De-Evolution: Individual Property Rights, Communal Property Rights, and Mexican Land Grants in California and New Mexico, 1821-1925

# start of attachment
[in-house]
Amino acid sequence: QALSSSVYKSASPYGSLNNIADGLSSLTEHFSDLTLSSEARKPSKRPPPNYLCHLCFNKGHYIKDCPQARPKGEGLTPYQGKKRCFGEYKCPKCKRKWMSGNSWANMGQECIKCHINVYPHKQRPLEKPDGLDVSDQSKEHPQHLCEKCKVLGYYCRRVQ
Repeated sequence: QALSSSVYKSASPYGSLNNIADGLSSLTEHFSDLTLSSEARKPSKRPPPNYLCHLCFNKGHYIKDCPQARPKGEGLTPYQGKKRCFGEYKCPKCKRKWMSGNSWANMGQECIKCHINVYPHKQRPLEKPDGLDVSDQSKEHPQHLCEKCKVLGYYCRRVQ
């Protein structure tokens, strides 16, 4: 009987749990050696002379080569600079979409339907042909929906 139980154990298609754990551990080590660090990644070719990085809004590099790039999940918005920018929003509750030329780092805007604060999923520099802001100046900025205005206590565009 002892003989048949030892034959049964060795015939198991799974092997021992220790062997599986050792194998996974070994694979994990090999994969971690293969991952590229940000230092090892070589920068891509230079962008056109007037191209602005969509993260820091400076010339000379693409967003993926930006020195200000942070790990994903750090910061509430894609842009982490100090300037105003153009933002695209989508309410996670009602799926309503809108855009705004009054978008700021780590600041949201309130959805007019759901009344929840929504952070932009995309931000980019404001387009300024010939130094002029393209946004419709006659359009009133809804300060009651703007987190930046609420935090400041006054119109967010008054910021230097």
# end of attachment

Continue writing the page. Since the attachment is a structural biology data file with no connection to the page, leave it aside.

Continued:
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The standard narrative of Spanish and Mexican land grants in California and New Mexico concludes that after the Mexican-American War the U.S. federal government deliberately, consistently, and systematically dispossessed non-Anglo land grant claimants in an inherently corrupt and racist process. This dissertation complicates this narrative through an analysis of judicial and economic outcomes for Anglo, Hispanic, and Pueblo land grant claimants; and a case study analysis of selected individual and communal (ejido) land grants. Also, a discussion of trans-national connections between the U.S. and Mexico regarding land grant legislation and the influence of anti-corporate utilitarian thought on liberal legal philosophy provides important context.This dissertation explores the importance of timing on the judicial and economic success of land grant claimants in California and New Mexico. Placing events and outcomes concerning land grants into three separate eras between 1850 and 1925 reveals an evolving judicial philosophy that explains significant differences in the success of land grant claimants in each period. The first era takes place between 1850 and 1877. During this period, the success or failure of land grant claims were based on the validity of legal contracts between the grantee and the Spanish or Mexican government, local Mexican custom, perceived intent of the Mexican government when issuing land grants, and oral testimony. Hispanic, Anglo, and Pueblo land grant claimants whose land grants were adjudicated during this period were generally successful in receiving confirmations to their claims and generally achieved long term economic success. The second era takes place between 1877 and 1897. During this period, the success or failure of land grant claims were based on the validity of legal contracts between the grantee and the Spanish or Mexican government and a strict interpretation of the terms of the grant. While confirmations were more difficult to obtain during this period, contract supremacy remained central to court rulings. This was a period of transition as a more complex version of white supremacy, anti-corporate ideology, and anti-monopolist ideology were adopted at the local, state, and federal levels of government. All three sentiments favored the rejection of remaining Spanish and Mexican land grant claims. However, the federal judiciary continued to protect the property rights of Anglo, Hispanic, and Pueblo individuals and communities by minimizing the impact of increasingly racist and anti-corporate state and federal legislation. The third era takes place between 1897 and 1925. During this period, the U.S. federal court adjudication of land grants was increasingly influenced by anti-corporate utilitarianism. This led to the rejection of both individual and communal (ejido) land grant claims that disproportionately disadvantaged Hispanic land grant claimants. After 1897, U.S. federal courts also no longer provided legal protection from state and local level regulation that specifically targeted multiple minority groups attempting to achieve economic success through land ownership.